LCPCs in Maryland must complete at least 40 hours of continuing education (CE) in professional counseling during the two-year renewal period to successfully renew their licenses. Of those 40 hours, at least 30 must be in “Category A” activities. Category A activities consist of attending a course, workshop, seminar, or symposium, and authoring, editing, or reviewing a juried publication. “Category B” activities can make up 10 hours of CE and include attending or presenting informal courses, in-house colloquia, invited speaker sessions, in-house seminars, and case conferences specifically designed for training. Individualized learning activities, such as receiving formal supervision and participating in distance-learning programs, are also considered Category B.
Maryland Board of Professional Counselors and Therapists-approved sponsors of CE include the American Counseling Association, National Board for Certified Counselors, American Association for Marriage and Family Therapy, National Association of Alcohol and Drug Abuse Counselors, International Certification and Reciprocity Consortium on Alcohol and Other Drug Abuse, and all of their affiliates.
The Maryland Board of Professional Counselors and Therapists has an alternative route to licensure for counselors who have already obtained their licenses in other states. This process is called “licensure by waiver”. Applicants must be certified professional counselors who have earned a master’s or doctoral degree and provide evidence of 3 years of full-time clinical experience.
Description: Central Scholarship administers this award for master’s and doctoral students aspiring to advance the field of mental health. Specific criteria include a track record of dedication in the clinical treatment of patients with personality disorders, U.S. citizenship or legal permanent resident status, cumulative GPA of 3.0 or higher, adjusted gross income of less than $91,000, and Maryland residency.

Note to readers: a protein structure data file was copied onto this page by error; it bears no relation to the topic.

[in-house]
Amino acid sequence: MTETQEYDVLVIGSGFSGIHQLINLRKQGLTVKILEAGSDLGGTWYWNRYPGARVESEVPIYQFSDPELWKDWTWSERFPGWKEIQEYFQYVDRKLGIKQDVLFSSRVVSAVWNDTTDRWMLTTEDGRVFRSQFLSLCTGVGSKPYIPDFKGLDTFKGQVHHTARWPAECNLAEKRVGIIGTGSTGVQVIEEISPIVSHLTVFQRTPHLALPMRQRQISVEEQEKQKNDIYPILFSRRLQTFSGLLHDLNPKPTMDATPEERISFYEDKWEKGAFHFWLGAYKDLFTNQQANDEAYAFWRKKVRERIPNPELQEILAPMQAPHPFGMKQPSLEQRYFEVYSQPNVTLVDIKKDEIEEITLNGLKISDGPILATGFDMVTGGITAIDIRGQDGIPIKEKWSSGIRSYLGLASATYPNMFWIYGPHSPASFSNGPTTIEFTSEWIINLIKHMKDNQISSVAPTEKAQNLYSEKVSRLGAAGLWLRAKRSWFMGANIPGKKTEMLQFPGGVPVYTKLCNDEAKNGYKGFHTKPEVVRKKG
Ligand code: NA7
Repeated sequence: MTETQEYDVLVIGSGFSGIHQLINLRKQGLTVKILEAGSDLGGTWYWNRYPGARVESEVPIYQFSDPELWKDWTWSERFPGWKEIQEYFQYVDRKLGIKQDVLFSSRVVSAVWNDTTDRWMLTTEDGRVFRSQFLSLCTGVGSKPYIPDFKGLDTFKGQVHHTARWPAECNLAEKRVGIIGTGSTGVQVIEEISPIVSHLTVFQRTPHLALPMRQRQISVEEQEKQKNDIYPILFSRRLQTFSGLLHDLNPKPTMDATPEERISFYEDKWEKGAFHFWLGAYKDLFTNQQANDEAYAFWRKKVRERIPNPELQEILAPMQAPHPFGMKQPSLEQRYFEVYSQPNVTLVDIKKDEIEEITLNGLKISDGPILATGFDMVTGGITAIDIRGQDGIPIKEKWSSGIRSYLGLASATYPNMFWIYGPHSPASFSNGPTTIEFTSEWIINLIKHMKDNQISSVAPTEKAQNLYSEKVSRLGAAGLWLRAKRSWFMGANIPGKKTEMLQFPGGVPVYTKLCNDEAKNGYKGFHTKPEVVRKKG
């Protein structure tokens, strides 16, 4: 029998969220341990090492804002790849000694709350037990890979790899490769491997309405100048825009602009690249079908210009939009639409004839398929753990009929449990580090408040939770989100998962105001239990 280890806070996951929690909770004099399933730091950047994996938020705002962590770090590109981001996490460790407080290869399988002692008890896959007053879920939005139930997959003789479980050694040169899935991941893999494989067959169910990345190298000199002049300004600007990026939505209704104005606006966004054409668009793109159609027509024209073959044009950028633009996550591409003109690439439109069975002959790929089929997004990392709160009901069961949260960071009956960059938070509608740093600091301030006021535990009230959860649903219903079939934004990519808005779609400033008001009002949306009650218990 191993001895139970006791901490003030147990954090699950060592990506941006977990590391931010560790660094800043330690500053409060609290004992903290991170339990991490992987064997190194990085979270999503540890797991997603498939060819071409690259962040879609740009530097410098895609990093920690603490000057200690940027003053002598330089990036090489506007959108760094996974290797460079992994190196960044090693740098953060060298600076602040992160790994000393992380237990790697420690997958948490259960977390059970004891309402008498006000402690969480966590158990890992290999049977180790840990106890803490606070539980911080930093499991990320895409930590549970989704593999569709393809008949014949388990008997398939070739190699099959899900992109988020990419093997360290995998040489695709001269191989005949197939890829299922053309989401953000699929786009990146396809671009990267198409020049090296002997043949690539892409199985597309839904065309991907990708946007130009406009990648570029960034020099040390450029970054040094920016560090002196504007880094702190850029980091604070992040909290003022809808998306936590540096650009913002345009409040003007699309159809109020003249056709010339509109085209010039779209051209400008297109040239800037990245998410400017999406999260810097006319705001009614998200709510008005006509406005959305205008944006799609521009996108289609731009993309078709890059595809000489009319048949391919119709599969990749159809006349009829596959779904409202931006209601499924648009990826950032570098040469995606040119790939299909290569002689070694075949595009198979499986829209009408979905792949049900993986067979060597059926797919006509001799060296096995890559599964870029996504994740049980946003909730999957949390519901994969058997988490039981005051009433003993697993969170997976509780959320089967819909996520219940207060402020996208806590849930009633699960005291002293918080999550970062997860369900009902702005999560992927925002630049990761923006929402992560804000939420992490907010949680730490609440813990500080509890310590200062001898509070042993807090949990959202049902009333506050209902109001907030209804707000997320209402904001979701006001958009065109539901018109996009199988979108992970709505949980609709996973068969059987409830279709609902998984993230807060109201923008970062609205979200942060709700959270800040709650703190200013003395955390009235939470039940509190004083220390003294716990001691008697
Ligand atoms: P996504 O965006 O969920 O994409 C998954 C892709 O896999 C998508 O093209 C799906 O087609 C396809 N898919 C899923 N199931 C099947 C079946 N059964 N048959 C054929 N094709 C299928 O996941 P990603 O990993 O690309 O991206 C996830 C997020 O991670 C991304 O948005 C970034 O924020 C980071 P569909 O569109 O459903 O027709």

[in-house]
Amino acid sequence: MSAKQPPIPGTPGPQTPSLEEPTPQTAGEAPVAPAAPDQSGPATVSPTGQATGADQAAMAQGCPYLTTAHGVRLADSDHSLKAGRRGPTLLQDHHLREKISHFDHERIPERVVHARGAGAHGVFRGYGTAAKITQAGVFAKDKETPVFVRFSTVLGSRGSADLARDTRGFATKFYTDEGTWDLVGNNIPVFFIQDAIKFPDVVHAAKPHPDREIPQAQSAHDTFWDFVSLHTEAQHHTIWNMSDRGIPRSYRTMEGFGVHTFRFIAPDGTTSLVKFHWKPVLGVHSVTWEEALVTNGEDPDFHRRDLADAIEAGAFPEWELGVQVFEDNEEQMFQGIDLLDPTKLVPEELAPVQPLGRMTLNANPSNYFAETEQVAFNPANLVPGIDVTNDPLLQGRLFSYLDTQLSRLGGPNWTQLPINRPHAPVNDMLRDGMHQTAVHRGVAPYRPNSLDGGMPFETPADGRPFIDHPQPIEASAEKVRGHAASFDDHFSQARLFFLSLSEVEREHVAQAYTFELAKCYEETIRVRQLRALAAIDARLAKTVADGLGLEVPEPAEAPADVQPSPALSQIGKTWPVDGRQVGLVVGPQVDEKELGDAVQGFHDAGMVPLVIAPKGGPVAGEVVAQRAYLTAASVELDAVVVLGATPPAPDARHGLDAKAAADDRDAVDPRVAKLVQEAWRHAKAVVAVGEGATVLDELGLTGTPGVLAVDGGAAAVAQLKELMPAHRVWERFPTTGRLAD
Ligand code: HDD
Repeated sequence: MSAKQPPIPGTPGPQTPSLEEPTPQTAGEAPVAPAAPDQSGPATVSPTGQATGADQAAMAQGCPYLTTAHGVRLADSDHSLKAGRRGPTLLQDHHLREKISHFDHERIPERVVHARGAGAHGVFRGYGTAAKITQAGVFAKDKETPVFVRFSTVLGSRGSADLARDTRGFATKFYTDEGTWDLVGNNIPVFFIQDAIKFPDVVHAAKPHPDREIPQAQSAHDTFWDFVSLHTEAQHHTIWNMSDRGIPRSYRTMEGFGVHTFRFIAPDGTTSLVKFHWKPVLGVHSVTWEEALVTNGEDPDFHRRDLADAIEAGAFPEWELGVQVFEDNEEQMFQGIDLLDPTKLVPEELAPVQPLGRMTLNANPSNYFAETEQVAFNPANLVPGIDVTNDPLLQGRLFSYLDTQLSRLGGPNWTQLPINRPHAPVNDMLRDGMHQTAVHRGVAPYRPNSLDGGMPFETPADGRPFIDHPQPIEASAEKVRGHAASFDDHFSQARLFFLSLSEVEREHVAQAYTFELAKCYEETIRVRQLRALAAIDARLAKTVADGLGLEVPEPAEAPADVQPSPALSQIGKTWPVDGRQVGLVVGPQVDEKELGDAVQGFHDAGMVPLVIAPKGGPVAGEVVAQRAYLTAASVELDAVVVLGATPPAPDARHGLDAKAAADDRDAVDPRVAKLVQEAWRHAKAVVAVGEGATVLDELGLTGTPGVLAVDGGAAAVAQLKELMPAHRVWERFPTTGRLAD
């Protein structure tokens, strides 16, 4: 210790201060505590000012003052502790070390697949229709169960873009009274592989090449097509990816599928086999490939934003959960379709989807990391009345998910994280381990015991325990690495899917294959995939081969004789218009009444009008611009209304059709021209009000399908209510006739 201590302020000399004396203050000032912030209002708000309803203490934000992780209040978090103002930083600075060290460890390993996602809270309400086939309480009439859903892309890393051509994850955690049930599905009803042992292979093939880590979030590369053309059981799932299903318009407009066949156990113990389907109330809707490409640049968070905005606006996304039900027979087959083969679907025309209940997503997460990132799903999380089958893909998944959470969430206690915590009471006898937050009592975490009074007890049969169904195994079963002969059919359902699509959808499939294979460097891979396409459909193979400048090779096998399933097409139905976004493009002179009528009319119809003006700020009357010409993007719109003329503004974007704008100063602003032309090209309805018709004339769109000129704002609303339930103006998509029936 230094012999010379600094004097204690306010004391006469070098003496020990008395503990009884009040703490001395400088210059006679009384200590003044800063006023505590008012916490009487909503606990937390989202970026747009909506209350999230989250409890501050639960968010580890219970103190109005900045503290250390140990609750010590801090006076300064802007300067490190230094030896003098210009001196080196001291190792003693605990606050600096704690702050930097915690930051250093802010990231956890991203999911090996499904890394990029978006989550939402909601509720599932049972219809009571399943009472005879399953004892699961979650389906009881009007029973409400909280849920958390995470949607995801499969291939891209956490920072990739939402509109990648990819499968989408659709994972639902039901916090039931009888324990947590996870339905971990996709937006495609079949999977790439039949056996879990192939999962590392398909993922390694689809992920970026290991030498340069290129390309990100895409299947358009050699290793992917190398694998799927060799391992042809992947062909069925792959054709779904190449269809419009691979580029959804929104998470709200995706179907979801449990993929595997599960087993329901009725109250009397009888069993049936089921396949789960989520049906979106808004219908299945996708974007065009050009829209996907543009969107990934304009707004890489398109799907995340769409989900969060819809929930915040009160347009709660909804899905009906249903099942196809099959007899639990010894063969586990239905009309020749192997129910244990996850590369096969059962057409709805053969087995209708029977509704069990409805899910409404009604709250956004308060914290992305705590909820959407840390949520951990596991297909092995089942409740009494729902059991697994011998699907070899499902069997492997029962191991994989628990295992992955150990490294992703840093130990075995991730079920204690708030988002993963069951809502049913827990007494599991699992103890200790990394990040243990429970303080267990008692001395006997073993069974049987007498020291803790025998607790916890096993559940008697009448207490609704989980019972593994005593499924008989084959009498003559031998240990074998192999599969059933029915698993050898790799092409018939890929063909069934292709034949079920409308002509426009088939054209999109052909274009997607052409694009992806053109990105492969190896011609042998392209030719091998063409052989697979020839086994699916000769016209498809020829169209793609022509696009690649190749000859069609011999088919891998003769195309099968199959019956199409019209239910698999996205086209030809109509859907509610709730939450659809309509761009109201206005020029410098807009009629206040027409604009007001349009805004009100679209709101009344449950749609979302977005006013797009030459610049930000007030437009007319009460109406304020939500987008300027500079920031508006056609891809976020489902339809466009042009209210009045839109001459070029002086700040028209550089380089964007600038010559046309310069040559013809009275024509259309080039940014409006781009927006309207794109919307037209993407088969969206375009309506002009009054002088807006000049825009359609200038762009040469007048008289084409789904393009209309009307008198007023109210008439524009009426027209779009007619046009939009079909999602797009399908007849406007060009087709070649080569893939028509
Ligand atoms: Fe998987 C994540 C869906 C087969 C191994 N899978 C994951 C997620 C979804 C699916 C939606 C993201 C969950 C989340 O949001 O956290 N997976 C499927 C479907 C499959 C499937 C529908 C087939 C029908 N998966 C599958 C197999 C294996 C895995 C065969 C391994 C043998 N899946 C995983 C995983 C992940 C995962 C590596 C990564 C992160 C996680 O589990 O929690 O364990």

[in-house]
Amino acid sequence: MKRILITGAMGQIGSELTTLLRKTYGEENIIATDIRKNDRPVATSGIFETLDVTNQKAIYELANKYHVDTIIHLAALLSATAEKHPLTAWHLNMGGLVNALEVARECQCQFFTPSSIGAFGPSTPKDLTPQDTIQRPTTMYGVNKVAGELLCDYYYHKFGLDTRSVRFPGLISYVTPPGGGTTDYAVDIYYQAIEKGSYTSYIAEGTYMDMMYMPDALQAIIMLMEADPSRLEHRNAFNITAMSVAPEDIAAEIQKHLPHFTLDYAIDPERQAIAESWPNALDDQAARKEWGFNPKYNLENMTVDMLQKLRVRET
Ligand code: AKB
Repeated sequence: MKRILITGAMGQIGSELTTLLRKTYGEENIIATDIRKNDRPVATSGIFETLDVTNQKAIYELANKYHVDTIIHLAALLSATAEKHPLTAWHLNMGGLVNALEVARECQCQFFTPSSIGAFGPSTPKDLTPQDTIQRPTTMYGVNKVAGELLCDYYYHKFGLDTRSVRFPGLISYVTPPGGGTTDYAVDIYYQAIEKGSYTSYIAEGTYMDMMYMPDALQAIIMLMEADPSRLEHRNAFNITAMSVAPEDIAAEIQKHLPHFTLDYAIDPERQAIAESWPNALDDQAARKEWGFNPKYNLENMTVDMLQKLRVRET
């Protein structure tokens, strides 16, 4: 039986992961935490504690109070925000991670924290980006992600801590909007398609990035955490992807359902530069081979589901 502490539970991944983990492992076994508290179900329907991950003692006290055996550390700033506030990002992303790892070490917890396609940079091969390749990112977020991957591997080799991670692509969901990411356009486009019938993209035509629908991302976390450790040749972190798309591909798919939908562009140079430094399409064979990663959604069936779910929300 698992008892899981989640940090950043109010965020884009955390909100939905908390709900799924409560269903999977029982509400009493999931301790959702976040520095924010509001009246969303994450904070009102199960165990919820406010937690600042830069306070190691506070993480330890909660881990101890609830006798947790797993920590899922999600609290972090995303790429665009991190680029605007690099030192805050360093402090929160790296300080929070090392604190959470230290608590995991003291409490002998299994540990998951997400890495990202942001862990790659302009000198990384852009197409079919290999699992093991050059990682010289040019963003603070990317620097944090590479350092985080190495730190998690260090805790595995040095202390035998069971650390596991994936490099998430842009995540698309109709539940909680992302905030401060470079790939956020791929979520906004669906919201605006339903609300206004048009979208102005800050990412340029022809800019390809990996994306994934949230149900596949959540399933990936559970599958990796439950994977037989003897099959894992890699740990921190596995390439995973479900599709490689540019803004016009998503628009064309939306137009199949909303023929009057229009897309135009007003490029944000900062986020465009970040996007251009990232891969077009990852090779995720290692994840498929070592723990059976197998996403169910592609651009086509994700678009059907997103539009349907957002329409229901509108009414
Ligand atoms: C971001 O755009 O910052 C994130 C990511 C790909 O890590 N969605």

Description: American Addiction Centers offers three scholarships to provide financial assistance to full- and part-time undergraduate and graduate school students pursuing careers in behavior health and addiction-related studies, including counseling.
Description: Maine LCPCs are eligible to apply for loan repayment assistance in exchange for working in a Health Professional Shortage Area (HPSA) at a site approved by the National Health Service Corps. Funding is tied to HPSA score and is in exchange for two years of full-time service. A half-time service commitment option is also available.
Description: The Scholarships for Disadvantaged Students program provides funds to schools, which in turn offer scholarships to full-time, financially needy students from disadvantaged backgrounds who are studying professional counseling (amongst other health professions).
*Licensure information including requirements, salaries, renewals, and fees were retrieved as of May 2017. Information may have changed since, check with the state's board of licensing for more information.